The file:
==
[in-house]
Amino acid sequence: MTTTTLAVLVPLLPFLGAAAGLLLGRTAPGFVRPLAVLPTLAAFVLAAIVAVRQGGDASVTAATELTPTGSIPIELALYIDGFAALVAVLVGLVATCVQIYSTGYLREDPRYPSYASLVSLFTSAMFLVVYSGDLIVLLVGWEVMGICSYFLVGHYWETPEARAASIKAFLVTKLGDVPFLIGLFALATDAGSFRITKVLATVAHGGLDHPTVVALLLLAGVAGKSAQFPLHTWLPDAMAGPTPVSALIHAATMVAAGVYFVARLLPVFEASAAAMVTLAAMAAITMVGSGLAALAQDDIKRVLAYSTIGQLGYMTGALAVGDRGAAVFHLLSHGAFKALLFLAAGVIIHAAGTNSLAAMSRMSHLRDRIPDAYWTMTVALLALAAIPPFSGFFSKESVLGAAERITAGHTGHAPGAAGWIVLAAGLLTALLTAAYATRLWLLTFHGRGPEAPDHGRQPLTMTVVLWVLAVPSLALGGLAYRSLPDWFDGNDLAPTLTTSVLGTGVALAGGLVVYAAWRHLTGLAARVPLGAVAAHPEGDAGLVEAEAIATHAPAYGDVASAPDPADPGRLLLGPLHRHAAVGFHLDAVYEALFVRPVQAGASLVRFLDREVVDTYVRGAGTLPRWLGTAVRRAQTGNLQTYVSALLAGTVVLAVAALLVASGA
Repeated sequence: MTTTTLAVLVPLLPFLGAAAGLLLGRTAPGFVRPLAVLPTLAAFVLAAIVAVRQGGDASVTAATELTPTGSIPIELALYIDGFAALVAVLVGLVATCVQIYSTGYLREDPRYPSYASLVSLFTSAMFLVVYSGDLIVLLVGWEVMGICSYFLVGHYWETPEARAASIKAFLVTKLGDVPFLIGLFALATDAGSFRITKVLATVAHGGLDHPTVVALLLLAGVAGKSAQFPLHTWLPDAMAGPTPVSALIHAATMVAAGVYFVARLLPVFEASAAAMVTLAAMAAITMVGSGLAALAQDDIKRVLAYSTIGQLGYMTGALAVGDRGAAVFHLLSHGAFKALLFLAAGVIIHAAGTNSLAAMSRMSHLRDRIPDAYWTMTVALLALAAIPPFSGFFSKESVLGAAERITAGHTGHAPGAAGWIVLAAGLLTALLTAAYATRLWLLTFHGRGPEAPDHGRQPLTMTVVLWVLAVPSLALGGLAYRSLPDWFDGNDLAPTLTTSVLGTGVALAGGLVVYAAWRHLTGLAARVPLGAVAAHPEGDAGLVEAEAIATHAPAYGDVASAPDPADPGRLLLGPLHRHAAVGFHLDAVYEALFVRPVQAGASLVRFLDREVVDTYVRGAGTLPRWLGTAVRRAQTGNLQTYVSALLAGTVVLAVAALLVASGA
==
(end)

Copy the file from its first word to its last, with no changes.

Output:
[in-house]
Amino acid sequence: MTTTTLAVLVPLLPFLGAAAGLLLGRTAPGFVRPLAVLPTLAAFVLAAIVAVRQGGDASVTAATELTPTGSIPIELALYIDGFAALVAVLVGLVATCVQIYSTGYLREDPRYPSYASLVSLFTSAMFLVVYSGDLIVLLVGWEVMGICSYFLVGHYWETPEARAASIKAFLVTKLGDVPFLIGLFALATDAGSFRITKVLATVAHGGLDHPTVVALLLLAGVAGKSAQFPLHTWLPDAMAGPTPVSALIHAATMVAAGVYFVARLLPVFEASAAAMVTLAAMAAITMVGSGLAALAQDDIKRVLAYSTIGQLGYMTGALAVGDRGAAVFHLLSHGAFKALLFLAAGVIIHAAGTNSLAAMSRMSHLRDRIPDAYWTMTVALLALAAIPPFSGFFSKESVLGAAERITAGHTGHAPGAAGWIVLAAGLLTALLTAAYATRLWLLTFHGRGPEAPDHGRQPLTMTVVLWVLAVPSLALGGLAYRSLPDWFDGNDLAPTLTTSVLGTGVALAGGLVVYAAWRHLTGLAARVPLGAVAAHPEGDAGLVEAEAIATHAPAYGDVASAPDPADPGRLLLGPLHRHAAVGFHLDAVYEALFVRPVQAGASLVRFLDREVVDTYVRGAGTLPRWLGTAVRRAQTGNLQTYVSALLAGTVVLAVAALLVASGA
Repeated sequence: MTTTTLAVLVPLLPFLGAAAGLLLGRTAPGFVRPLAVLPTLAAFVLAAIVAVRQGGDASVTAATELTPTGSIPIELALYIDGFAALVAVLVGLVATCVQIYSTGYLREDPRYPSYASLVSLFTSAMFLVVYSGDLIVLLVGWEVMGICSYFLVGHYWETPEARAASIKAFLVTKLGDVPFLIGLFALATDAGSFRITKVLATVAHGGLDHPTVVALLLLAGVAGKSAQFPLHTWLPDAMAGPTPVSALIHAATMVAAGVYFVARLLPVFEASAAAMVTLAAMAAITMVGSGLAALAQDDIKRVLAYSTIGQLGYMTGALAVGDRGAAVFHLLSHGAFKALLFLAAGVIIHAAGTNSLAAMSRMSHLRDRIPDAYWTMTVALLALAAIPPFSGFFSKESVLGAAERITAGHTGHAPGAAGWIVLAAGLLTALLTAAYATRLWLLTFHGRGPEAPDHGRQPLTMTVVLWVLAVPSLALGGLAYRSLPDWFDGNDLAPTLTTSVLGTGVALAGGLVVYAAWRHLTGLAARVPLGAVAAHPEGDAGLVEAEAIATHAPAYGDVASAPDPADPGRLLLGPLHRHAAVGFHLDAVYEALFVRPVQAGASLVRFLDREVVDTYVRGAGTLPRWLGTAVRRAQTGNLQTYVSALLAGTVVLAVAALLVASGA